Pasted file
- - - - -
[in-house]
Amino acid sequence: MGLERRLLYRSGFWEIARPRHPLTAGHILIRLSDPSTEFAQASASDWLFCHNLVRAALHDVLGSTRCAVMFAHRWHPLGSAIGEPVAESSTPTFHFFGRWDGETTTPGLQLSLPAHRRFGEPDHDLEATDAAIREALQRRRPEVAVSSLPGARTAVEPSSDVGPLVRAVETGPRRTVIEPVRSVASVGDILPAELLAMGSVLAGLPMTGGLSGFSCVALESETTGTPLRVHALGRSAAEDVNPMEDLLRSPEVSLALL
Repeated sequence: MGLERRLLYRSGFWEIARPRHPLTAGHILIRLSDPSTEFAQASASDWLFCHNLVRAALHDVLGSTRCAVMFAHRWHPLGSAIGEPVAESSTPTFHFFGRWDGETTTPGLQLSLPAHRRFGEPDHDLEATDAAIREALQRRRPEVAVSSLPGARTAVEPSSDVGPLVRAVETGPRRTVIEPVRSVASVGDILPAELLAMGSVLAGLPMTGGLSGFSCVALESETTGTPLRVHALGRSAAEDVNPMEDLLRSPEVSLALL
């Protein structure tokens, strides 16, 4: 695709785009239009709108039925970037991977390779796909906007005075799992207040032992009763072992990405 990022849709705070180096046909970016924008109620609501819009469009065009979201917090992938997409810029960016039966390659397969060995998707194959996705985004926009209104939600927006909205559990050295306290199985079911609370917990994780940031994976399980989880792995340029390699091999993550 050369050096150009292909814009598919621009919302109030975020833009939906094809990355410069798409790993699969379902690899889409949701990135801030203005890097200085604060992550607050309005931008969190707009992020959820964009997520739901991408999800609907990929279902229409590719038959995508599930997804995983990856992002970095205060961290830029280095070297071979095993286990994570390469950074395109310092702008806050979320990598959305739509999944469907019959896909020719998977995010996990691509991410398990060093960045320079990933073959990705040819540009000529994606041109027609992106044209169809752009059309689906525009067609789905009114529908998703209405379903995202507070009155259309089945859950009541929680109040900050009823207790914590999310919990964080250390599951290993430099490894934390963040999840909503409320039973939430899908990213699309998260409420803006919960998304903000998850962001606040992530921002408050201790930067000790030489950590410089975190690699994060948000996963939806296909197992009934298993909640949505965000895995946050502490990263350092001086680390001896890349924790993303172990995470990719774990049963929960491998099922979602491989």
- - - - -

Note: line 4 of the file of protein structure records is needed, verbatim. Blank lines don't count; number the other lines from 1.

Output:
């Protein structure tokens, strides 16, 4: 695709785009239009709108039925970037991977390779796909906007005075799992207040032992009763072992990405 990022849709705070180096046909970016924008109620609501819009469009065009979201917090992938997409810029960016039966390659397969060995998707194959996705985004926009209104939600927006909205559990050295306290199985079911609370917990994780940031994976399980989880792995340029390699091999993550 050369050096150009292909814009598919621009919302109030975020833009939906094809990355410069798409790993699969379902690899889409949701990135801030203005890097200085604060992550607050309005931008969190707009992020959820964009997520739901991408999800609907990929279902229409590719038959995508599930997804995983990856992002970095205060961290830029280095070297071979095993286990994570390469950074395109310092702008806050979320990598959305739509999944469907019959896909020719998977995010996990691509991410398990060093960045320079990933073959990705040819540009000529994606041109027609992106044209169809752009059309689906525009067609789905009114529908998703209405379903995202507070009155259309089945859950009541929680109040900050009823207790914590999310919990964080250390599951290993430099490894934390963040999840909503409320039973939430899908990213699309998260409420803006919960998304903000998850962001606040992530921002408050201790930067000790030489950590410089975190690699994060948000996963939806296909197992009934298993909640949505965000895995946050502490990263350092001086680390001896890349924790993303172990995470990719774990049963929960491998099922979602491989």